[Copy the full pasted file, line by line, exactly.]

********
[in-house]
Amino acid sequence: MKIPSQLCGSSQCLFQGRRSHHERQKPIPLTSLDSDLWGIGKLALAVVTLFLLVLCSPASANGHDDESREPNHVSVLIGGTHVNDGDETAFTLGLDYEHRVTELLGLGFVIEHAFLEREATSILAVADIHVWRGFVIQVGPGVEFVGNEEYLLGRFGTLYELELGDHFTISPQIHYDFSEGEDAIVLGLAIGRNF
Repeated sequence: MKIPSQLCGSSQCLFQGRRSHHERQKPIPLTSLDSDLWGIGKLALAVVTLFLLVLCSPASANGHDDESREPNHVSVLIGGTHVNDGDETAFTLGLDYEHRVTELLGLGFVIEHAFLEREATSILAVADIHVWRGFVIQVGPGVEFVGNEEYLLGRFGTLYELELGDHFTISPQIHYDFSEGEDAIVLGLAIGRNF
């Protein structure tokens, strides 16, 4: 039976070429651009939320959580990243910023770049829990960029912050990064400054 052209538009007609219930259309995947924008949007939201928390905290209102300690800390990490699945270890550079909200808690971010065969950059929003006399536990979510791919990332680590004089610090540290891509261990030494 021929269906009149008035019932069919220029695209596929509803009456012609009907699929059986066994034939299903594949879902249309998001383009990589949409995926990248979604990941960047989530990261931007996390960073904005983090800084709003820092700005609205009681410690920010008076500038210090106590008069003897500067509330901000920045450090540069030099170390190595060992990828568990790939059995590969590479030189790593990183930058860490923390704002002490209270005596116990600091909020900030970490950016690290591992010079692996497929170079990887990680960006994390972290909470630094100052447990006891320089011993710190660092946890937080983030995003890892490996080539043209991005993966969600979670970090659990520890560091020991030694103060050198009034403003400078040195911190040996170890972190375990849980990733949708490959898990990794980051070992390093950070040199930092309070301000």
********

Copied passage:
[in-house]
Amino acid sequence: MKIPSQLCGSSQCLFQGRRSHHERQKPIPLTSLDSDLWGIGKLALAVVTLFLLVLCSPASANGHDDESREPNHVSVLIGGTHVNDGDETAFTLGLDYEHRVTELLGLGFVIEHAFLEREATSILAVADIHVWRGFVIQVGPGVEFVGNEEYLLGRFGTLYELELGDHFTISPQIHYDFSEGEDAIVLGLAIGRNF
Repeated sequence: MKIPSQLCGSSQCLFQGRRSHHERQKPIPLTSLDSDLWGIGKLALAVVTLFLLVLCSPASANGHDDESREPNHVSVLIGGTHVNDGDETAFTLGLDYEHRVTELLGLGFVIEHAFLEREATSILAVADIHVWRGFVIQVGPGVEFVGNEEYLLGRFGTLYELELGDHFTISPQIHYDFSEGEDAIVLGLAIGRNF
């Protein structure tokens, strides 16, 4: 039976070429651009939320959580990243910023770049829990960029912050990064400054 052209538009007609219930259309995947924008949007939201928390905290209102300690800390990490699945270890550079909200808690971010065969950059929003006399536990979510791919990332680590004089610090540290891509261990030494 021929269906009149008035019932069919220029695209596929509803009456012609009907699929059986066994034939299903594949879902249309998001383009990589949409995926990248979604990941960047989530990261931007996390960073904005983090800084709003820092700005609205009681410690920010008076500038210090106590008069003897500067509330901000920045450090540069030099170390190595060992990828568990790939059995590969590479030189790593990183930058860490923390704002002490209270005596116990600091909020900030970490950016690290591992010079692996497929170079990887990680960006994390972290909470630094100052447990006891320089011993710190660092946890937080983030995003890892490996080539043209991005993966969600979670970090659990520890560091020991030694103060050198009034403003400078040195911190040996170890972190375990849980990733949708490959898990990794980051070992390093950070040199930092309070301000």